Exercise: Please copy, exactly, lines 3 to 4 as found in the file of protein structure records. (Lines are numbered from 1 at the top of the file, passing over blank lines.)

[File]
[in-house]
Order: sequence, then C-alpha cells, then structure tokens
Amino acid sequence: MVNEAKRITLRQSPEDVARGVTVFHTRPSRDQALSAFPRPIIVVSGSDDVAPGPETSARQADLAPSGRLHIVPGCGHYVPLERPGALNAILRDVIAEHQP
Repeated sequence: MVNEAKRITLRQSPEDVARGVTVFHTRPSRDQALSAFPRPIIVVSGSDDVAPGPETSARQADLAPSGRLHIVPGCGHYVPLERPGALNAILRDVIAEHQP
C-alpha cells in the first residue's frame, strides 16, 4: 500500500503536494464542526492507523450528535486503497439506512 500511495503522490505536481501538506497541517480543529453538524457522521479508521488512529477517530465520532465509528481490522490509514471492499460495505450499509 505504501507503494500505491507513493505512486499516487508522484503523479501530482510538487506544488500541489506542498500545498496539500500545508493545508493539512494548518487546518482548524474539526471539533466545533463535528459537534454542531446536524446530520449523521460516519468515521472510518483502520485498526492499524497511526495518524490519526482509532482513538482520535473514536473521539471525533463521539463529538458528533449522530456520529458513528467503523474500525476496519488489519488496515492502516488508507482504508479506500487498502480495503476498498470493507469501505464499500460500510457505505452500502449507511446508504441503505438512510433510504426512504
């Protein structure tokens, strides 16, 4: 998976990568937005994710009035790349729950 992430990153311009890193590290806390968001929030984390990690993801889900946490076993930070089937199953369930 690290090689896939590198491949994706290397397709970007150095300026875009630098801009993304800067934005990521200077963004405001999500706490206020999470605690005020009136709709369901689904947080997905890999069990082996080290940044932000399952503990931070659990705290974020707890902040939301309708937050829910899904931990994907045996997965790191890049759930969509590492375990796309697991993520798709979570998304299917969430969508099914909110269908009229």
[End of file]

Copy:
Amino acid sequence: MVNEAKRITLRQSPEDVARGVTVFHTRPSRDQALSAFPRPIIVVSGSDDVAPGPETSARQADLAPSGRLHIVPGCGHYVPLERPGALNAILRDVIAEHQP
Repeated sequence: MVNEAKRITLRQSPEDVARGVTVFHTRPSRDQALSAFPRPIIVVSGSDDVAPGPETSARQADLAPSGRLHIVPGCGHYVPLERPGALNAILRDVIAEHQP